If you're looking to build up a road disc/cyclo-cross/gravel/adventure/etc frame, or you're hunting around for an upgrade to the stock wheels on one you already have, then the CXD4s should be on your shopping list. They've been as good in every way as the Pro-Lite Revo A21W wheels that I've recommended a few times over the past year, and they're a bit lighter and £40 cheaper. They're sturdy without being heavy and they perform extremely well for the money.
Excellent tubeless-ready disc wheelset that's lighter and cheaper than most of its competitors
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road.cc test report
Make and model: AlexRims CXD4 700C Disc TL Ready Centrelock Road Wheelset
Size tested: 700C
Tell us what the wheel is for, and who it's aimed at. What do the manufacturers say about it? How does that compare to your own feelings about it?
From distributor Bob Elliot's website:
You need a road disc wheelset? Tubeless Ready and super light? CXD4 is your first choice!
Tell us some more about the technical aspects of the wheel?
Designed disc only -for the latest road and cross bikes
Tubeless ready design
Offset profile – makes a stronger wheel
Stainless steel BLK spokes
24h front wheel – 2 cross lacing
24h rear wheel – 2 cross lacing
Lightweight AL7075 body
Lightweight aluminum axle
Low resistance sealed bearings – 2 in the front hub and 4 in the rear
Compatible with 8, 9, 10 & 11 spd
Front wheel thru axle 12mm 100
Rear wheel thru axle 12mm 142
Did the wheels stay true? Any issues with spoke tension?
How easy did you find it to fit tyres?
Good: pretty easy to fit, and tubeless was easy to set up.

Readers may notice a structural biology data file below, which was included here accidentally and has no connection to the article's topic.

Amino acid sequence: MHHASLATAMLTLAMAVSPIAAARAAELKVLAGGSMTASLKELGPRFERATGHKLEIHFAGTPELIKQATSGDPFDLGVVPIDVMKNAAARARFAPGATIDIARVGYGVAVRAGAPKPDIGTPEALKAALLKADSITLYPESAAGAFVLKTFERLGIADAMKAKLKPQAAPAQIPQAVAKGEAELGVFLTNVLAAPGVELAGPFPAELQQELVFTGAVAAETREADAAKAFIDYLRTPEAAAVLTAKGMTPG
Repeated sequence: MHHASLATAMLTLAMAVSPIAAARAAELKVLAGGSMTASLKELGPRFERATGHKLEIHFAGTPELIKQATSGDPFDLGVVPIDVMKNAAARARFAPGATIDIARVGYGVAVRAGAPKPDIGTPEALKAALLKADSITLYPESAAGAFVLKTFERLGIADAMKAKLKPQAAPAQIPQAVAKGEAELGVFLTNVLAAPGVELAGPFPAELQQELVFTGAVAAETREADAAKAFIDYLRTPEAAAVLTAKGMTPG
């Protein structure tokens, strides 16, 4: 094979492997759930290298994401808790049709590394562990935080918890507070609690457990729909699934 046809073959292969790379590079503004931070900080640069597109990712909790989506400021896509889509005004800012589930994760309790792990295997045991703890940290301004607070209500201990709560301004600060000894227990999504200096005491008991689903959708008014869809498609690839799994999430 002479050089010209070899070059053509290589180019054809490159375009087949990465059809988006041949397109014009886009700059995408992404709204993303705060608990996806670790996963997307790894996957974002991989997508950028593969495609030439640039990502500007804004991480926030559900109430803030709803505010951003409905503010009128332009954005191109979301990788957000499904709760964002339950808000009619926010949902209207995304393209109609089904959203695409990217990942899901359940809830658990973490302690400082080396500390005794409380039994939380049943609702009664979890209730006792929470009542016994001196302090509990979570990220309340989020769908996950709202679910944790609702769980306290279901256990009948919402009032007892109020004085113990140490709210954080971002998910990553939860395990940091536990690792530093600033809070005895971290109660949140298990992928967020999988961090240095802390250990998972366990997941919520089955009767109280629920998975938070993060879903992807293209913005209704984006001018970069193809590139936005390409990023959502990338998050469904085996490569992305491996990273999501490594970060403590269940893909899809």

How did the wheel extras (eg skewers and rim tape) perform?
Swapped out the rim tape for tubeless tape. No skewers supplied.
Tell us how the wheel performed overall when used for its designed purpose
Tell us what you particularly liked about the wheel
Sturdy, nicely built, not heavy.
Tell us what you particularly disliked about the wheel
Pity there's no anti-bite guard on the freehub.
Did you enjoy using the wheel? Yes
Would you consider buying the wheel? Yes, a good mid-range option.
Would you recommend the wheel to a friend? Yes
Use this box to explain your score
These are nicely built wheels that'll be a good upgrade over heavy stock wheels for mid-range bikes.
About the tester
I usually ride: whatever I'm testing... My best bike is: Kinesis Tripster ATR, Kinesis Aithein
I've been riding for: Over 20 years I ride: Every day I would class myself as: Experienced
I regularly do the following types of riding: road racing, time trialling, cyclo-cross, commuting, club rides, sportives, general fitness riding, fixed/singlespeed, mountain biking, Mountain Bike Bog Snorkelling, track
Dave is a founding father of road.cc and responsible for kicking the server when it breaks. In a previous life he was a graphic designer but he's also a three-time Mountain Bike Bog Snorkelling world champion, and remains unbeaten through the bog. Dave rides all sorts of bikes but tends to prefer metal ones. He's getting old is why.